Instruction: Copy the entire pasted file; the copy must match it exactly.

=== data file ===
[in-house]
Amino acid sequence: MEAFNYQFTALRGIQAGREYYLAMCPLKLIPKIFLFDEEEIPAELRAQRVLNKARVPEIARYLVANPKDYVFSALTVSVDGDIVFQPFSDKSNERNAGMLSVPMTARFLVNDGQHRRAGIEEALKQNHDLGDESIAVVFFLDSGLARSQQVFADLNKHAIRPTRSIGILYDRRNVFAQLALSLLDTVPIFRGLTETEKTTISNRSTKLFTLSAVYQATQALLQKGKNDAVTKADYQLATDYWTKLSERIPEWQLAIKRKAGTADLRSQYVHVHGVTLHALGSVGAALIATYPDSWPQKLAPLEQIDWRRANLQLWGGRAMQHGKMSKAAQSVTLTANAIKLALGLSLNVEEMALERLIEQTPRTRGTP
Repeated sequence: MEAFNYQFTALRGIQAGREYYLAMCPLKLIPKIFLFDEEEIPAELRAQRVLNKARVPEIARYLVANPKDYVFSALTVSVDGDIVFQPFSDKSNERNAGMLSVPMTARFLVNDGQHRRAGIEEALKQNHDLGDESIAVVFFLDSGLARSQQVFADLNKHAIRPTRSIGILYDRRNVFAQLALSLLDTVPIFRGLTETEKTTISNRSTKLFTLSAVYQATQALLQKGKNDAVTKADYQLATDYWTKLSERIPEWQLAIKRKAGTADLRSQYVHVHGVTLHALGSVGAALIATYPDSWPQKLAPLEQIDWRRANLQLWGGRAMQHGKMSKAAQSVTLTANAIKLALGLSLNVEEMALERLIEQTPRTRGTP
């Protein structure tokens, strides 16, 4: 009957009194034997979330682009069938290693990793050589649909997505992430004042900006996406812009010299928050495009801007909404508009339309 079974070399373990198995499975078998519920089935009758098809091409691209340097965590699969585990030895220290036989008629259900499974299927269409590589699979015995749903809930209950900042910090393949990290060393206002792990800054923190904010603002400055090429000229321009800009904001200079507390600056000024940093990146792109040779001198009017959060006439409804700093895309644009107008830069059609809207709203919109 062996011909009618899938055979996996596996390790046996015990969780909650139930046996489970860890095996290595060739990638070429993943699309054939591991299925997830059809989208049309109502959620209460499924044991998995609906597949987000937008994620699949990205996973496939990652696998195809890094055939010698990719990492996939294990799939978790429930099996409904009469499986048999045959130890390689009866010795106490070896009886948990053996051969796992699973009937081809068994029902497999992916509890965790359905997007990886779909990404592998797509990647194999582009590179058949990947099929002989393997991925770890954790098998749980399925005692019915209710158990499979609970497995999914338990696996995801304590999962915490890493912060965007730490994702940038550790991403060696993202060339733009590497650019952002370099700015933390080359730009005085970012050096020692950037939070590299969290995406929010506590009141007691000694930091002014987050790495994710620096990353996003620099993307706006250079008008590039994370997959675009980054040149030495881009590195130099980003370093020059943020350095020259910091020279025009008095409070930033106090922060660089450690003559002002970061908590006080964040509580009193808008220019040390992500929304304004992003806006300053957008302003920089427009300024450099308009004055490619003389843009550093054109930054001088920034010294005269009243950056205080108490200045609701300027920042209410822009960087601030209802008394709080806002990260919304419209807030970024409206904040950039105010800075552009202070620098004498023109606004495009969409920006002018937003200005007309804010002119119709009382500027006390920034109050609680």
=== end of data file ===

[in-house]
Amino acid sequence: MEAFNYQFTALRGIQAGREYYLAMCPLKLIPKIFLFDEEEIPAELRAQRVLNKARVPEIARYLVANPKDYVFSALTVSVDGDIVFQPFSDKSNERNAGMLSVPMTARFLVNDGQHRRAGIEEALKQNHDLGDESIAVVFFLDSGLARSQQVFADLNKHAIRPTRSIGILYDRRNVFAQLALSLLDTVPIFRGLTETEKTTISNRSTKLFTLSAVYQATQALLQKGKNDAVTKADYQLATDYWTKLSERIPEWQLAIKRKAGTADLRSQYVHVHGVTLHALGSVGAALIATYPDSWPQKLAPLEQIDWRRANLQLWGGRAMQHGKMSKAAQSVTLTANAIKLALGLSLNVEEMALERLIEQTPRTRGTP
Repeated sequence: MEAFNYQFTALRGIQAGREYYLAMCPLKLIPKIFLFDEEEIPAELRAQRVLNKARVPEIARYLVANPKDYVFSALTVSVDGDIVFQPFSDKSNERNAGMLSVPMTARFLVNDGQHRRAGIEEALKQNHDLGDESIAVVFFLDSGLARSQQVFADLNKHAIRPTRSIGILYDRRNVFAQLALSLLDTVPIFRGLTETEKTTISNRSTKLFTLSAVYQATQALLQKGKNDAVTKADYQLATDYWTKLSERIPEWQLAIKRKAGTADLRSQYVHVHGVTLHALGSVGAALIATYPDSWPQKLAPLEQIDWRRANLQLWGGRAMQHGKMSKAAQSVTLTANAIKLALGLSLNVEEMALERLIEQTPRTRGTP
């Protein structure tokens, strides 16, 4: 009957009194034997979330682009069938290693990793050589649909997505992430004042900006996406812009010299928050495009801007909404508009339309 079974070399373990198995499975078998519920089935009758098809091409691209340097965590699969585990030895220290036989008629259900499974299927269409590589699979015995749903809930209950900042910090393949990290060393206002792990800054923190904010603002400055090429000229321009800009904001200079507390600056000024940093990146792109040779001198009017959060006439409804700093895309644009107008830069059609809207709203919109 062996011909009618899938055979996996596996390790046996015990969780909650139930046996489970860890095996290595060739990638070429993943699309054939591991299925997830059809989208049309109502959620209460499924044991998995609906597949987000937008994620699949990205996973496939990652696998195809890094055939010698990719990492996939294990799939978790429930099996409904009469499986048999045959130890390689009866010795106490070896009886948990053996051969796992699973009937081809068994029902497999992916509890965790359905997007990886779909990404592998797509990647194999582009590179058949990947099929002989393997991925770890954790098998749980399925005692019915209710158990499979609970497995999914338990696996995801304590999962915490890493912060965007730490994702940038550790991403060696993202060339733009590497650019952002370099700015933390080359730009005085970012050096020692950037939070590299969290995406929010506590009141007691000694930091002014987050790495994710620096990353996003620099993307706006250079008008590039994370997959675009980054040149030495881009590195130099980003370093020059943020350095020259910091020279025009008095409070930033106090922060660089450690003559002002970061908590006080964040509580009193808008220019040390992500929304304004992003806006300053957008302003920089427009300024450099308009004055490619003389843009550093054109930054001088920034010294005269009243950056205080108490200045609701300027920042209410822009960087601030209802008394709080806002990260919304419209807030970024409206904040950039105010800075552009202070620098004498023109606004495009969409920006002018937003200005007309804010002119119709009382500027006390920034109050609680």